A worldwide race for storage space

In Business & Technology /

By Harlan Nemerofsky

Ten thousand songs. 250,000 emails. 13 million pages on Microsoft Word.

That’s the equivalent amount of space Dropbox is offering in its latest promotional offer, the Great Space Race.

Like Google Drive, the free file sharing program allows users to store their files in one readily available ‘Cloud’, or backed-up virtual server space, so it can be shared and accessed easily.

Launched earlier this month, the offer challenges universities and colleges all over the world to get as many new Dropbox users as they can.

At stake: 23 additional gigabytes of storage space for the winning institutions users for two years.

Just for applying for the promotion, the user gets an extra gigabyte of storage space on top of the original two.

Students earn points for their school by signing up and referring other classmates to Dropbox and getting them to complete a gettingstarted kit. The contest runs eight weeks through Dec. 10.

Ryerson currently has 1,894 points. That’s good for 254th overall, 14th in Canada, and 6th in Ontario.

“I think a student would want to use Dropbox over Google Drives because to share a file its probably more convenient and it seems to be more intuitive,” said David Gelb, Director of Graduate Program in Design at York University. “If they were working on a project and sharing those files with members of their group, Dropbox is much better.”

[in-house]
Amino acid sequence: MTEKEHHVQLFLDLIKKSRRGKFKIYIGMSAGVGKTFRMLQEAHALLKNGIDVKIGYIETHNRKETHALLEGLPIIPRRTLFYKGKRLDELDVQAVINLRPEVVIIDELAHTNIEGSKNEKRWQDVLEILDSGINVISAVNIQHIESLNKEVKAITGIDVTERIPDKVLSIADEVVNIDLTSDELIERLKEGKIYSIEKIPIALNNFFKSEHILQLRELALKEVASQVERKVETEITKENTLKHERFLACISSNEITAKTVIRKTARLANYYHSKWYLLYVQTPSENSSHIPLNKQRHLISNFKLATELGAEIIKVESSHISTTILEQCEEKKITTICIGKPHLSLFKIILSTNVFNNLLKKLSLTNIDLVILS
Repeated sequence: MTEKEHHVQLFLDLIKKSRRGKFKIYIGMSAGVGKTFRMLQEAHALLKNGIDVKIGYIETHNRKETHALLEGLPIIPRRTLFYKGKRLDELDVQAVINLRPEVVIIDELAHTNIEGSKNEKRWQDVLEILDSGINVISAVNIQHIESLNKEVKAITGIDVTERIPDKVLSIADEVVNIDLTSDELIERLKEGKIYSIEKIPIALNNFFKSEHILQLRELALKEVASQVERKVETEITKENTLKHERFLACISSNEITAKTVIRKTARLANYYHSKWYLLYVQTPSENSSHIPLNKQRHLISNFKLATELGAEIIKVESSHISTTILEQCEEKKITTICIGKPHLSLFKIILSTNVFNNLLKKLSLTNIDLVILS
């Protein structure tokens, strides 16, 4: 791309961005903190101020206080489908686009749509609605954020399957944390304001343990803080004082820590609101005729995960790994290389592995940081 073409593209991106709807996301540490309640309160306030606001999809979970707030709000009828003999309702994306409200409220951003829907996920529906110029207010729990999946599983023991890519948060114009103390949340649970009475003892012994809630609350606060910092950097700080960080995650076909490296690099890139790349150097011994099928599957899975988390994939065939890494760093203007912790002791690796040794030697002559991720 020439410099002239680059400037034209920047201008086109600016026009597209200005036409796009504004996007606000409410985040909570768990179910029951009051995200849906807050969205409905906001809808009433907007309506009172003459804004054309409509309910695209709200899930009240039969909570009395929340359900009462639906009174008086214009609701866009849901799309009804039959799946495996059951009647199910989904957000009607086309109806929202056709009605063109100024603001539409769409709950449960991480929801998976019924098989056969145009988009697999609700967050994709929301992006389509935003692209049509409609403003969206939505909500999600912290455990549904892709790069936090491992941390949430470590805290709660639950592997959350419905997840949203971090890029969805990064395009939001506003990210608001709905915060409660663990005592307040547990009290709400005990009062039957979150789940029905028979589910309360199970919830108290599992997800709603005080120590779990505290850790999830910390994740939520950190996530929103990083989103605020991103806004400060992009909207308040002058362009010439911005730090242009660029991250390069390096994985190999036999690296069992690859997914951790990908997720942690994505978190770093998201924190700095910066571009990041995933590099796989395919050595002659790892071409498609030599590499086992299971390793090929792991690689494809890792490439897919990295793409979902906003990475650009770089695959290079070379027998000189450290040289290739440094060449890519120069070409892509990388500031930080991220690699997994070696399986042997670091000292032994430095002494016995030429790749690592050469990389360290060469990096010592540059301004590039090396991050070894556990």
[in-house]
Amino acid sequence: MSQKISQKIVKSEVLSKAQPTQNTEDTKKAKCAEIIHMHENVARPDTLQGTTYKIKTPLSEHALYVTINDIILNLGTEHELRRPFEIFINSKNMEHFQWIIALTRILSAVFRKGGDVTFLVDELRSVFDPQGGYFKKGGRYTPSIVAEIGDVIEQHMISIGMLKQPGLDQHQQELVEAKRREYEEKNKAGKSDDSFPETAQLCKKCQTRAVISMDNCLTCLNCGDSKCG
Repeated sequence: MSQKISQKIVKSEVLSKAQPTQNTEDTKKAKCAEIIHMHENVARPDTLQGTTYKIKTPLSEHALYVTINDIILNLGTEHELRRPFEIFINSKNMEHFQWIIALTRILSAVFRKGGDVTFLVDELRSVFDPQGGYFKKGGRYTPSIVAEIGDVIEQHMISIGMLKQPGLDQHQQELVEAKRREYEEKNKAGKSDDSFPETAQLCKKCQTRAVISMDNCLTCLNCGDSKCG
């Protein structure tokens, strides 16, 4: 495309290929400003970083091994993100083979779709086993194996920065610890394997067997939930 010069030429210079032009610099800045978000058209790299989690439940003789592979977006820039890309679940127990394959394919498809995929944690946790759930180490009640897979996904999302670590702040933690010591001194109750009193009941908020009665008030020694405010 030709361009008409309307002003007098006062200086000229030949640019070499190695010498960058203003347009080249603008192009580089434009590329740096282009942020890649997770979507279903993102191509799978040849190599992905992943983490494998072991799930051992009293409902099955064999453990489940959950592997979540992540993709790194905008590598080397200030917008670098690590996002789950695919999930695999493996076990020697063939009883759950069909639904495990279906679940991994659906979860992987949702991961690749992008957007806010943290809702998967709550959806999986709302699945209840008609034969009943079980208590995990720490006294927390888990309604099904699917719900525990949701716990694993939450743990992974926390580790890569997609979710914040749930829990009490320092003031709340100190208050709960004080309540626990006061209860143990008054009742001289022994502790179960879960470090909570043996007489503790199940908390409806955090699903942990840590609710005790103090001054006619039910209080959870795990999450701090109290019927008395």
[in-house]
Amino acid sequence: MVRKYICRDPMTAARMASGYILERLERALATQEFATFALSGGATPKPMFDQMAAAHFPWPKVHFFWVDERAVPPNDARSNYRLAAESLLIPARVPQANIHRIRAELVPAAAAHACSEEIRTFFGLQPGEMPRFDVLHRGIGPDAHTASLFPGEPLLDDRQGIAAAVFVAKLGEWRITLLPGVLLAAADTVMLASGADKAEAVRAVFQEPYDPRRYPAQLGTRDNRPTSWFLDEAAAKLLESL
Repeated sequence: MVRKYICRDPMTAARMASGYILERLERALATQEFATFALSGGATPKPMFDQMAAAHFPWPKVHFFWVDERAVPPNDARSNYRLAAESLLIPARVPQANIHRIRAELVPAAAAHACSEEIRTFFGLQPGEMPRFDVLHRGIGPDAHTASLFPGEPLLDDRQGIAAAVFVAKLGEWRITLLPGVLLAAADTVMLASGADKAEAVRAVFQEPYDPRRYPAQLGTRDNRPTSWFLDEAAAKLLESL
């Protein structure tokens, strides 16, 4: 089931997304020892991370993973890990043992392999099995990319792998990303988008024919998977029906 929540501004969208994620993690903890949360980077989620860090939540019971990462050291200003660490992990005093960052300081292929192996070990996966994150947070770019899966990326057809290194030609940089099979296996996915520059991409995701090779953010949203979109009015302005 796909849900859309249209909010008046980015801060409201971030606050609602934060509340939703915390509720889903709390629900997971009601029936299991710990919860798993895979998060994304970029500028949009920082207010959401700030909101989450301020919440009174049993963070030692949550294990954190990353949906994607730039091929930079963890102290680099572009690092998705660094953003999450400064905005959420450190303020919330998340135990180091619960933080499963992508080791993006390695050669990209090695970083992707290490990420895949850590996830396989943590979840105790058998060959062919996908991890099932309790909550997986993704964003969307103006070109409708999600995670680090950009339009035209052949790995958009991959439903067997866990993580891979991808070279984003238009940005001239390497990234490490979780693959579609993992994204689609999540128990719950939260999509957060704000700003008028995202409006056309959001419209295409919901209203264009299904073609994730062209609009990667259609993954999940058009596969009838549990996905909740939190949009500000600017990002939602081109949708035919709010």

Maya Levinshtein knows all about that.

The University of Waterloo architecture student uses Dropbox several times a day and has over 33 gigabytes right now, 23 from Space Race. Being a design student, she routinely uses 300 MB files like Photoshop or Illustrator, so the high storage space really helps.

“We use it during group projects at school so that we don’t always have to meet up. Instead, we can just put our work on Dropbox so that the rest of the group members can see it, open it, edit it, and whatever else. It’s very convenient. It’s such a hassle if the person is beside me, taking out a USB stick, loading it from one computer to another.”

The rules of the contest: When a school earns enough points they ‘level’ up – the levels are 3 GB, 8 GB, 15 GB, and the grand prize of 25 GB. Schools get a single point for each person who registers for Space Race and installs Dropbox on their computer and two more points for each person that goes through the Get Started guide.

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